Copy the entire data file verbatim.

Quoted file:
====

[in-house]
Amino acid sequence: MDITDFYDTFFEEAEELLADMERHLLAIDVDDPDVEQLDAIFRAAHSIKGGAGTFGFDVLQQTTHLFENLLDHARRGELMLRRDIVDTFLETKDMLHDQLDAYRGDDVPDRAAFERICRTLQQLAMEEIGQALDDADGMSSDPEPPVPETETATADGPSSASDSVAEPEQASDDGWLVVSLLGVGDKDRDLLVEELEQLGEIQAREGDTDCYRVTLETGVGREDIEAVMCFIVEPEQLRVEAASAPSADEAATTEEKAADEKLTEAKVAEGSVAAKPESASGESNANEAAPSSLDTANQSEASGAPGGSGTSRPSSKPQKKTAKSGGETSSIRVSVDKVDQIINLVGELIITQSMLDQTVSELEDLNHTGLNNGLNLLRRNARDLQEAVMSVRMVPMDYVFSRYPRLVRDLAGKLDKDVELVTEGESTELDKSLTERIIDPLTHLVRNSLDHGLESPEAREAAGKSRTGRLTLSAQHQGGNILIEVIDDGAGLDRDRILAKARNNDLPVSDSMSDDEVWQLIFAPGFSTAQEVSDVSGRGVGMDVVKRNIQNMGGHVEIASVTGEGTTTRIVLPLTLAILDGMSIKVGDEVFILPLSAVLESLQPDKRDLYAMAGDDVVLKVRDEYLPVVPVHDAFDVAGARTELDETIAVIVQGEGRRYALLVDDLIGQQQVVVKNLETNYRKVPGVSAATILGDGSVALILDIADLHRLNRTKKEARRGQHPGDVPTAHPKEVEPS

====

[in-house]
Amino acid sequence: MDITDFYDTFFEEAEELLADMERHLLAIDVDDPDVEQLDAIFRAAHSIKGGAGTFGFDVLQQTTHLFENLLDHARRGELMLRRDIVDTFLETKDMLHDQLDAYRGDDVPDRAAFERICRTLQQLAMEEIGQALDDADGMSSDPEPPVPETETATADGPSSASDSVAEPEQASDDGWLVVSLLGVGDKDRDLLVEELEQLGEIQAREGDTDCYRVTLETGVGREDIEAVMCFIVEPEQLRVEAASAPSADEAATTEEKAADEKLTEAKVAEGSVAAKPESASGESNANEAAPSSLDTANQSEASGAPGGSGTSRPSSKPQKKTAKSGGETSSIRVSVDKVDQIINLVGELIITQSMLDQTVSELEDLNHTGLNNGLNLLRRNARDLQEAVMSVRMVPMDYVFSRYPRLVRDLAGKLDKDVELVTEGESTELDKSLTERIIDPLTHLVRNSLDHGLESPEAREAAGKSRTGRLTLSAQHQGGNILIEVIDDGAGLDRDRILAKARNNDLPVSDSMSDDEVWQLIFAPGFSTAQEVSDVSGRGVGMDVVKRNIQNMGGHVEIASVTGEGTTTRIVLPLTLAILDGMSIKVGDEVFILPLSAVLESLQPDKRDLYAMAGDDVVLKVRDEYLPVVPVHDAFDVAGARTELDETIAVIVQGEGRRYALLVDDLIGQQQVVVKNLETNYRKVPGVSAATILGDGSVALILDIADLHRLNRTKKEARRGQHPGDVPTAHPKEVEPS